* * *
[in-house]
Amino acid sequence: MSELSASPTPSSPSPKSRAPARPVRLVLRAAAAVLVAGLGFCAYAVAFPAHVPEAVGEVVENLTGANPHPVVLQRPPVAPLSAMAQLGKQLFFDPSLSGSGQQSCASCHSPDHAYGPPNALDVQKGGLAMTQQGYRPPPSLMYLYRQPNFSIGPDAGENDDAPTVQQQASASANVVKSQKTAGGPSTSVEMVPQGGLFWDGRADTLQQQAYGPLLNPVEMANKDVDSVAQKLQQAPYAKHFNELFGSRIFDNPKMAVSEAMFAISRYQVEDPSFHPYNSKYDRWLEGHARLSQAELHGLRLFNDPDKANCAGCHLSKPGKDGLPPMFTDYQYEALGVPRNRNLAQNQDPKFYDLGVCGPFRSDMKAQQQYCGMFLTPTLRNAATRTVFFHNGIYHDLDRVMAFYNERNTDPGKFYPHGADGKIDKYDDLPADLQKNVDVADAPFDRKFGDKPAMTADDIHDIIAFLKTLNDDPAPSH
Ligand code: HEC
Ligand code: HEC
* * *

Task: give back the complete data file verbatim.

[in-house]
Amino acid sequence: MSELSASPTPSSPSPKSRAPARPVRLVLRAAAAVLVAGLGFCAYAVAFPAHVPEAVGEVVENLTGANPHPVVLQRPPVAPLSAMAQLGKQLFFDPSLSGSGQQSCASCHSPDHAYGPPNALDVQKGGLAMTQQGYRPPPSLMYLYRQPNFSIGPDAGENDDAPTVQQQASASANVVKSQKTAGGPSTSVEMVPQGGLFWDGRADTLQQQAYGPLLNPVEMANKDVDSVAQKLQQAPYAKHFNELFGSRIFDNPKMAVSEAMFAISRYQVEDPSFHPYNSKYDRWLEGHARLSQAELHGLRLFNDPDKANCAGCHLSKPGKDGLPPMFTDYQYEALGVPRNRNLAQNQDPKFYDLGVCGPFRSDMKAQQQYCGMFLTPTLRNAATRTVFFHNGIYHDLDRVMAFYNERNTDPGKFYPHGADGKIDKYDDLPADLQKNVDVADAPFDRKFGDKPAMTADDIHDIIAFLKTLNDDPAPSH
Ligand code: HEC
Ligand code: HEC